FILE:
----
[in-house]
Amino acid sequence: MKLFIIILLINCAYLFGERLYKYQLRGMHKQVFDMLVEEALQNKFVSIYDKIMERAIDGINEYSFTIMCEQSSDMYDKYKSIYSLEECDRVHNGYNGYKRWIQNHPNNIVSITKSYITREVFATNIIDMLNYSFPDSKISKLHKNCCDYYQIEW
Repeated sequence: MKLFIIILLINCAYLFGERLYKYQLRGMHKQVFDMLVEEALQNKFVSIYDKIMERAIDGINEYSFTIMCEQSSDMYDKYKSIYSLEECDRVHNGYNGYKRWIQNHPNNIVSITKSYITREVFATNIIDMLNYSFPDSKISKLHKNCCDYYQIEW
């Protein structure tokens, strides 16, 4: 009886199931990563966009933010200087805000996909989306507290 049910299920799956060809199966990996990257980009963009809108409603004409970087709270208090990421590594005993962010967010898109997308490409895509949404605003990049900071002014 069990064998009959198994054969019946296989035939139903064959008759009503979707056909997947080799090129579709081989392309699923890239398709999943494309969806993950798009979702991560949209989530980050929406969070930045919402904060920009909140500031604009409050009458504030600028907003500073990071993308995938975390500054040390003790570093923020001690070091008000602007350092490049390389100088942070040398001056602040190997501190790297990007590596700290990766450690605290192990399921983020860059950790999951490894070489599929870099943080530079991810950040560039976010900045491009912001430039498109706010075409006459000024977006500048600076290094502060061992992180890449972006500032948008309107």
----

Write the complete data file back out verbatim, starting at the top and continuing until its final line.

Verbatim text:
[in-house]
Amino acid sequence: MKLFIIILLINCAYLFGERLYKYQLRGMHKQVFDMLVEEALQNKFVSIYDKIMERAIDGINEYSFTIMCEQSSDMYDKYKSIYSLEECDRVHNGYNGYKRWIQNHPNNIVSITKSYITREVFATNIIDMLNYSFPDSKISKLHKNCCDYYQIEW
Repeated sequence: MKLFIIILLINCAYLFGERLYKYQLRGMHKQVFDMLVEEALQNKFVSIYDKIMERAIDGINEYSFTIMCEQSSDMYDKYKSIYSLEECDRVHNGYNGYKRWIQNHPNNIVSITKSYITREVFATNIIDMLNYSFPDSKISKLHKNCCDYYQIEW
């Protein structure tokens, strides 16, 4: 009886199931990563966009933010200087805000996909989306507290 049910299920799956060809199966990996990257980009963009809108409603004409970087709270208090990421590594005993962010967010898109997308490409895509949404605003990049900071002014 069990064998009959198994054969019946296989035939139903064959008759009503979707056909997947080799090129579709081989392309699923890239398709999943494309969806993950798009979702991560949209989530980050929406969070930045919402904060920009909140500031604009409050009458504030600028907003500073990071993308995938975390500054040390003790570093923020001690070091008000602007350092490049390389100088942070040398001056602040190997501190790297990007590596700290990766450690605290192990399921983020860059950790999951490894070489599929870099943080530079991810950040560039976010900045491009912001430039498109706010075409006459000024977006500048600076290094502060061992992180890449972006500032948008309107």